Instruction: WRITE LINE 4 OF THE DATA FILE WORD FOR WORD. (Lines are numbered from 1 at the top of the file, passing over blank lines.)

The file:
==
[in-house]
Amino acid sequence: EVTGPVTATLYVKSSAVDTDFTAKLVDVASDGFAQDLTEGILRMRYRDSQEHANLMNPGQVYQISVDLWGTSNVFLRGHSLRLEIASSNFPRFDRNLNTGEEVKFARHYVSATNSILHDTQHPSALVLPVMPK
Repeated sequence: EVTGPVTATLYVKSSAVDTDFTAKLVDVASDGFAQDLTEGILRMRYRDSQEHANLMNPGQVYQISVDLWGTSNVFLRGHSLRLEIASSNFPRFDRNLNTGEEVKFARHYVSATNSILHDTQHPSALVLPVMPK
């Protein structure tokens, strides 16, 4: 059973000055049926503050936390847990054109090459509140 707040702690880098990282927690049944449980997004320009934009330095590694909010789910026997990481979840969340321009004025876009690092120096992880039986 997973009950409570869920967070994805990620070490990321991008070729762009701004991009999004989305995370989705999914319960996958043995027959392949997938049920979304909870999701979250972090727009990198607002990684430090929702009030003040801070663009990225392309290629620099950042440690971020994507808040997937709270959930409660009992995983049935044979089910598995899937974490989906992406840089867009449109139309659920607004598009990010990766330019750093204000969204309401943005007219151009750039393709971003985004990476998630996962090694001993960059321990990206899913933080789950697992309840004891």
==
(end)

């Protein structure tokens, strides 16, 4: 059973000055049926503050936390847990054109090459509140 707040702690880098990282927690049944449980997004320009934009330095590694909010789910026997990481979840969340321009004025876009690092120096992880039986 997973009950409570869920967070994805990620070490990321991008070729762009701004991009999004989305995370989705999914319960996958043995027959392949997938049920979304909870999701979250972090727009990198607002990684430090929702009030003040801070663009990225392309290629620099950042440690971020994507808040997937709270959930409660009992995983049935044979089910598995899937974490989906992406840089867009449109139309659920607004598009990010990766330019750093204000969204309401943005007219151009750039393709971003985004990476998630996962090694001993960059321990990206899913933080789950697992309840004891």